Government gives broadcasters $127m licence fee holiday

The Turnbull government has announced it will remove licence fees for commercial free-to-air television and radio broadcasters for the 2016-17 financial year as a one-off relief measure.

According to Minister for Communications and the Arts, Mitch Fifield , the one-off removal of the fees is worth around $127m to the industry and comes after the media reforms stalled in the Senate.

While the government was unable to get its media reforms through the Senate – with both houses of parliament now on recess until August 8 – it has the power to pause licence fees on a year-by-year basis without changing the law.

The news also comes two weeks after Ten went into administration, with Fifield calling on opponents of the media reforms to “wake-up” and “show they care about the media industry“.

“This urgent relief will assist Australian businesses that are under competitive pressure from foreign tech companies and online streaming services,” Fifield said of today’s announcement.

“Labor’s political gamesmanship in the Senate means the media industry is forced to wait another 40 days until Parliament returns to consider media reform legislation.

“Permanent financial relief will be provided through the government’s Media Reform package, which has the unanimous support of the industry, if passed by the Senate as a whole.”

The media reforms, which included the removal of broadcasting licence fees, restrictions on gambling advertising, amendments to the anti-siphoning scheme and a repeal of the two out of three and 75% audience reach media ownership laws, passed in the House of Representatives last week, despite Labor’s opposition.


Today, Fifield added: “The Turnbull Government has a holistic and comprehensive reform plan to secure a viable future for Australian media organisations. In contrast the Labor Party has no plan, other than to engage in needless partisanship as they have done with school funding and NDIS funding.”

Rowland said the Government “had started to pick away” at its own package.

“The Minister for Communications, Senator Mitch Fifield, states that the package has the unanimous support of industry and must be dealt with as a whole, even as he undermines that approach.

“Where is the support for the subscription television industry? Where is the relief for the independent production sector?  Where is the ‘community dividend’ for the Australian public? Nowhere to be seen.

“Aside from its unequal treatment of various industry groups, this incompetent Government is now robbing the public purse of a return on broadcasters’ use of the spectrum.

“It is remarkable that the Turnbull Government came away from Parliament last week with nothing to show on media reform, despite having Labor’s support for all but one of their proposed measures.

“Minister Fifield has only himself to blame for his inadequate attempts at media reform, yet his most recent media release mentions Labor six times. If the Minister focussed less on playing the blame game and more on working constructively with Labor, he may have achieved something by now,” she said.

However, Free TV Australia chairman, Harold Mitchell welcomed today’s announcement.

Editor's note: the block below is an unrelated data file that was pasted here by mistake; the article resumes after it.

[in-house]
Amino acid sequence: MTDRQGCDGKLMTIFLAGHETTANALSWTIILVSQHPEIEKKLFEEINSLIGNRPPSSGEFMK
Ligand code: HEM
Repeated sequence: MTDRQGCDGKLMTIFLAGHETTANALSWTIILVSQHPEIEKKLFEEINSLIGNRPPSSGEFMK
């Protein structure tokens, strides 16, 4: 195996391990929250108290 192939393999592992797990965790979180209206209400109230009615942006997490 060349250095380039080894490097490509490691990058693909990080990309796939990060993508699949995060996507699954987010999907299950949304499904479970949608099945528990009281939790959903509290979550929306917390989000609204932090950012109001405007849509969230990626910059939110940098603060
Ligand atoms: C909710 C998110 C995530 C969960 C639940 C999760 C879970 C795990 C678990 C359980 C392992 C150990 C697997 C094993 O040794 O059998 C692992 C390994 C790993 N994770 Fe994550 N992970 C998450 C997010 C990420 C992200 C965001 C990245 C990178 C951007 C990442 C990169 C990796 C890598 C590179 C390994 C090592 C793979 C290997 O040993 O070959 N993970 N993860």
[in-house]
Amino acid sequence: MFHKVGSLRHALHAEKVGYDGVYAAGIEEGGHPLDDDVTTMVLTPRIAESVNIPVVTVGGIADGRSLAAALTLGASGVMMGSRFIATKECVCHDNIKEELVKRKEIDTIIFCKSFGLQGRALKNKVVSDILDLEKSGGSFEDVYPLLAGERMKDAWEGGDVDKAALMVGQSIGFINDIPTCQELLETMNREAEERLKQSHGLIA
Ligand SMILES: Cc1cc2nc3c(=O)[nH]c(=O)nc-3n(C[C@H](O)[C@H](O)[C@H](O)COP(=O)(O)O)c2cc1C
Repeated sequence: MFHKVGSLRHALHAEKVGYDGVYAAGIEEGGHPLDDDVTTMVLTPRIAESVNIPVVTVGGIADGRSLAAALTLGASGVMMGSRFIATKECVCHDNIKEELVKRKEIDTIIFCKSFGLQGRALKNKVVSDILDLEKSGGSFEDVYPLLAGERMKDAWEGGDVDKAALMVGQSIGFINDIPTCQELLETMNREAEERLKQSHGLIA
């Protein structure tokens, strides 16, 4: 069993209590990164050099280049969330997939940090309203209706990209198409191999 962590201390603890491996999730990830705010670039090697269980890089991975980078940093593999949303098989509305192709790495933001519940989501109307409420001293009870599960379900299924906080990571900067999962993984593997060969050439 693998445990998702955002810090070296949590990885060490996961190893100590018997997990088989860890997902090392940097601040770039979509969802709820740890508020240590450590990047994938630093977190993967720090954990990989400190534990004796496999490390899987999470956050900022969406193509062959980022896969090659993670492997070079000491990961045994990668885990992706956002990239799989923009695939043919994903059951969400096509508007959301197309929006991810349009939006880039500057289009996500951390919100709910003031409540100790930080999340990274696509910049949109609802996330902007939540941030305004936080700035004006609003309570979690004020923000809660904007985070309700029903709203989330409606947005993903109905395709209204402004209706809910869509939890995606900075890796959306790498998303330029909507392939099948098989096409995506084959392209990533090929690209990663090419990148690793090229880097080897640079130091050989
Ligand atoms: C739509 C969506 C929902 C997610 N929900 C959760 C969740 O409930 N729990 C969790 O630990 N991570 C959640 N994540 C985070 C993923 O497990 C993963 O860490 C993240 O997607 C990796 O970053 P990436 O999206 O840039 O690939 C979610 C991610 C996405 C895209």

“This provides welcome relief for our industry, which is challenged by increased competition from large multinational tech and media companies.

“In the internet age, it makes no sense to continue to impose the world’s highest licence fees when these foreign media tech companies pay nothing,” he said. 

“Licence fee relief is critical for broadcasters to invest and transform their businesses. It is now up to the Senate to do its part in permanently replacing the licence fee with a spectrum charge. 

“It is crucial for Australian jobs and our ability to continue creating great local programming that the parliament passes the media reform package in August.

“If we are serious about diversity of Australian voices, we have got to get serious about comprehensive media reform. We cannot allow local media companies to continue being strangled by out-dated media ownership laws.”

According to an announcement on the ASX, Nine has now increased its earnings forecast.

“This [licence fee reduction] will result in a reduction in licence fees accrued by Nine in FY17 and paid in FY18 of approximately $33m.

“At the time of Nine’s H1 FY17 result in February, the company guided to a full year Group EBITDA of $158m to $187m, being the range of equality analysts’ forecasts at the time. In light of this announcement, and trading since the H1 result, FY17 Reported Group EBITDA is now expected to be between $200m and $210m.

“Nine will continue to advocate for the passage of the entire media reform package which will see the permanent abolition of the Broadcast Licence Fee to be replaced by a spectrum charge of c$11.3m over a five year period,” the statement said.

Southern Cross Austereo also welcomed the relief in an announcement on the ASX.

The group said it was saved $11.8m in the current financial year, which were not included in the trading update provided on 19 May.

“The Government’s announcement confirmed its proposal that broadcasting licence fees will be permanently replaced in the 2018 and subsequent financial years by a spectrum tax to be introduced by the Government’s recently announced Media Reform Package.”

The media reforms package will appear in the Senate after the winter break.


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